Photo Of The Day: While the rest of this blog is stacked with new product releases and reviews, you can just enjoy the tranquility and the historical picture above. Today, from the Vietnam era, we have the X3F1 Sub-machine Gun made by the Lithgow Small Arms Factory, Australia, sometime around 1962. The Australian Ordnance Department took some of the features from the Sterling submachine gun with some of those of the Owen submachine carbine and came out with the prototype shown above. The end result was the F1 submachine gun which replaced the Owen. As you can read below, some of the parts came from the L1A1 Self-Loading Rifle (SLR).
Picture and description from The Australian War Memorial. Unfortunately, it’s quite far away from where I reside, but it looks like a great place to visit.
X3F1 Sub-machine Gun. Tubular construction with a drilled barrel jacket and a top magazine slot. The trigger box is marked on the right side MACHINE CARBINE 9MM (AUST) X3 and the serial number. A safety catch and the cocking lever are on the left side. It has a wooden butt with an alloy shoulder plate incorporating a trap for an oil bottle and pull through cord. The sights are a fixed front post on the magazine slot and a folding rear peep. Sling swivels are attached to the top of the butt and the muzzle. A bayonet lug is welded to the right side of the barrel jacket. Overall metal parts are blued. A yellow band is painted on the barrel jacket and on the butt wrist with DP. Complete with a detachable curved magazine.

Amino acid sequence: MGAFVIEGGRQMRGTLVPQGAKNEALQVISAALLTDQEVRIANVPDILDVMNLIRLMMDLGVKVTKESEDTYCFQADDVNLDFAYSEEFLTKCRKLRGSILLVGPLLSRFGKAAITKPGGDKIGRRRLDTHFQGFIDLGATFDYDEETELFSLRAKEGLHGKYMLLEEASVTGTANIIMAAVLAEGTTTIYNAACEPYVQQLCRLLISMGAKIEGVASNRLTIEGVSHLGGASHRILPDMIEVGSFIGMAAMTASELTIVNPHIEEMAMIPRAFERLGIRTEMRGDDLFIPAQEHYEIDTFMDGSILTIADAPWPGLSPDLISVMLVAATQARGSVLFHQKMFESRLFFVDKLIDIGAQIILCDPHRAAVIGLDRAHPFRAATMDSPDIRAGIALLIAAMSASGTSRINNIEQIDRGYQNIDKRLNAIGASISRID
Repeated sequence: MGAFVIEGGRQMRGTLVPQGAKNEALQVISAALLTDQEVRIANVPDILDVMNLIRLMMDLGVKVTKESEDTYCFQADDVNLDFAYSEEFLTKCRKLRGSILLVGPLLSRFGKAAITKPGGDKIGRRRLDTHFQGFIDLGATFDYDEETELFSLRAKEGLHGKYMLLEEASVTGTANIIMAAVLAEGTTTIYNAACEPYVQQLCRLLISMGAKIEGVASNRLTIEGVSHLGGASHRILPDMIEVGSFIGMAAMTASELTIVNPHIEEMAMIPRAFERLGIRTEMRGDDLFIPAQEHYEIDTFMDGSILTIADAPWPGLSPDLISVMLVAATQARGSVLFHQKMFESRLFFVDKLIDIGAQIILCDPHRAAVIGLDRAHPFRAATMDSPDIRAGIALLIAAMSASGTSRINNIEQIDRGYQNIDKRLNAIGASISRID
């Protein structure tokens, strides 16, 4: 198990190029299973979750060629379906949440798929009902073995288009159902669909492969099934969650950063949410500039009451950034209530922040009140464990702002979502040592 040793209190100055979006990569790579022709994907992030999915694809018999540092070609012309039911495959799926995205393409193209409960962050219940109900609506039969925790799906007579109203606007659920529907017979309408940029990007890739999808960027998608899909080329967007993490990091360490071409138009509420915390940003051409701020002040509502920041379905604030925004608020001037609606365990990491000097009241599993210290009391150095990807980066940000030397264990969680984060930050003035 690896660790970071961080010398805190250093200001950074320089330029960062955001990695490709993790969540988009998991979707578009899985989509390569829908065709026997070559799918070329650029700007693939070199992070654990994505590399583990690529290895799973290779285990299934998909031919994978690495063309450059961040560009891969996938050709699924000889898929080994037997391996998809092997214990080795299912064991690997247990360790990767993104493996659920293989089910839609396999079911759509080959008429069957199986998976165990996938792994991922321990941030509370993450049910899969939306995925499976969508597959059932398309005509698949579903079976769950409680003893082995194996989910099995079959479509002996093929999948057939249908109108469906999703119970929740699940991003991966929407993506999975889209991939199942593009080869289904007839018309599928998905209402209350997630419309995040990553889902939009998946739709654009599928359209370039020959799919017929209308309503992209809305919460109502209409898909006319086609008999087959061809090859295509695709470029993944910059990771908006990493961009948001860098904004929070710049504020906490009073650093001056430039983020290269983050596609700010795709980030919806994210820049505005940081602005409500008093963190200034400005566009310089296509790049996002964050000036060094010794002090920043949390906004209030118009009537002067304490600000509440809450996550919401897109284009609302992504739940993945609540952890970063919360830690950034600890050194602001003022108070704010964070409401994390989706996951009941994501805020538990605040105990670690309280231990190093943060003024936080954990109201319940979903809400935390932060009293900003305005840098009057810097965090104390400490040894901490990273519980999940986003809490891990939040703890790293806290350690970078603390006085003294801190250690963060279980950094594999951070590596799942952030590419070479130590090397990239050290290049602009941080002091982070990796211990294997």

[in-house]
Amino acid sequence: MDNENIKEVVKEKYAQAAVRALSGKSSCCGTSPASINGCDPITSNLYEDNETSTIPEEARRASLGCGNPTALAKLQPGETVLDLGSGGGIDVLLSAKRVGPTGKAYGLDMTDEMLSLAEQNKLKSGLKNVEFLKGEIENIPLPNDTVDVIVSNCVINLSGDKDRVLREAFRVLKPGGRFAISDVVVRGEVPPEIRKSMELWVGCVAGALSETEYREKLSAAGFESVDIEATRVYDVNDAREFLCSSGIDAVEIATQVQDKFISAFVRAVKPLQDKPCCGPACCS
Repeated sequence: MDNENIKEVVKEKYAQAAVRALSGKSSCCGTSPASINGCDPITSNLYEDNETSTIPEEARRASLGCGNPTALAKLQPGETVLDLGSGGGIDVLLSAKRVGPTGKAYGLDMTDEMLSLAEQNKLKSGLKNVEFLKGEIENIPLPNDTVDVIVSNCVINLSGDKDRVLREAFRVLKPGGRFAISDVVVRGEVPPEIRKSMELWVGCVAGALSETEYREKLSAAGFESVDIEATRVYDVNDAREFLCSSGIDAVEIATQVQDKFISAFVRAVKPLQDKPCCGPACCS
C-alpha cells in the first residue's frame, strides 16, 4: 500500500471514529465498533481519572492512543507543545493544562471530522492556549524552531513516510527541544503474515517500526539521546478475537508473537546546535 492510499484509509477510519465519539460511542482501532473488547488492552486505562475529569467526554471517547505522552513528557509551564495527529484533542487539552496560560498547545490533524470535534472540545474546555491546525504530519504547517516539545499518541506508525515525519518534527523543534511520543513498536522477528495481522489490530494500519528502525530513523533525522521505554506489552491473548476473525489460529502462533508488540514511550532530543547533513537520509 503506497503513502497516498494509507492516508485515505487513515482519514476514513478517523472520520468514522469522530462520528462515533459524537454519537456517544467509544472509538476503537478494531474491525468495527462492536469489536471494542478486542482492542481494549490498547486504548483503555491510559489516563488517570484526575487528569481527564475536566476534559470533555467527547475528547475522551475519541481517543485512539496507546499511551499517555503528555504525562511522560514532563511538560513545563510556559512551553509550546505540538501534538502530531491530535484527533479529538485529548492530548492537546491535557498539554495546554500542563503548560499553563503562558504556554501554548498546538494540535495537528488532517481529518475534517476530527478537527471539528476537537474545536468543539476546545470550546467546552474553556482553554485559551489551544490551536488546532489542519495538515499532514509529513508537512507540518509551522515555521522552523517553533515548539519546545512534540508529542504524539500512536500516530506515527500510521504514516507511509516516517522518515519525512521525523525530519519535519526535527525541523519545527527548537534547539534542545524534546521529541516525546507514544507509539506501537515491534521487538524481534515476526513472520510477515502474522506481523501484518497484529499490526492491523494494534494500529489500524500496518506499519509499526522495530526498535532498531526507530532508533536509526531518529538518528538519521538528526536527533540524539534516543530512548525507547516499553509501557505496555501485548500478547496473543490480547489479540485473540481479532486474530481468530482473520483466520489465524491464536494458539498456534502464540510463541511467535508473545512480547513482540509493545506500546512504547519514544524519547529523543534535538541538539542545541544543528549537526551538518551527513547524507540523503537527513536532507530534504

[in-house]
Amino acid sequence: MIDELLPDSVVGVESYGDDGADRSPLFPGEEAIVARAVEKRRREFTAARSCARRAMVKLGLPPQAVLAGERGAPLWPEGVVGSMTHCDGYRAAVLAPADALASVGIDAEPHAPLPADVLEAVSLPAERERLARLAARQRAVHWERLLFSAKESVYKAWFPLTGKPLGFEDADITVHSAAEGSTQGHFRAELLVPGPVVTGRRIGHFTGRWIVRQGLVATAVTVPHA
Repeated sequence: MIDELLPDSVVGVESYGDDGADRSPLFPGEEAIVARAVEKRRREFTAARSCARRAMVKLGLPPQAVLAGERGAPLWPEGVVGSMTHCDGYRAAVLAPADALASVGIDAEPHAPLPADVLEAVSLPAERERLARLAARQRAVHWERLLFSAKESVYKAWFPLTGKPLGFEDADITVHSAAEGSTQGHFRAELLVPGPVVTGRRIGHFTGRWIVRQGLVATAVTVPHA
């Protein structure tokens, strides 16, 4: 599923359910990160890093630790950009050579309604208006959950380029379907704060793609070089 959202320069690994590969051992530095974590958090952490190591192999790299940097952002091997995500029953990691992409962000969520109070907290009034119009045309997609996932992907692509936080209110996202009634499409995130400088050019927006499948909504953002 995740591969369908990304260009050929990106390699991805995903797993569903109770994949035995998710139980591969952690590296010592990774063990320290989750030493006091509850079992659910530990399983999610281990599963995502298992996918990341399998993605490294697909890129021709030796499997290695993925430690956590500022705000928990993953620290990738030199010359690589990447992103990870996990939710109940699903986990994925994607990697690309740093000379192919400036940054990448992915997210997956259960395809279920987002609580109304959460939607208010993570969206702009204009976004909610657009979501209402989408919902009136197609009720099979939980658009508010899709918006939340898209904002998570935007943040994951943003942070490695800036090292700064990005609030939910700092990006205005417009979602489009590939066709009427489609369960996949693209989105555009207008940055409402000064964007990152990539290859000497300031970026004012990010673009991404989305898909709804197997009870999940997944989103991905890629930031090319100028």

History / Summary
The X3 F1 was designed by the Australian Ordnance Department and combines the features of the Owen with those of the British Sterling sub-machine guns. The bayonet, pistol grip and butt plate come from the L1A1 rifle to simplify production. The bolt is a modified Owen design giving good protection against dirt and the top-feed magazine feed of the Owen was also carried over. This X3 is a prototype of the production F1 sub-machine gun.
Photo and Information Source: Australian War Memorial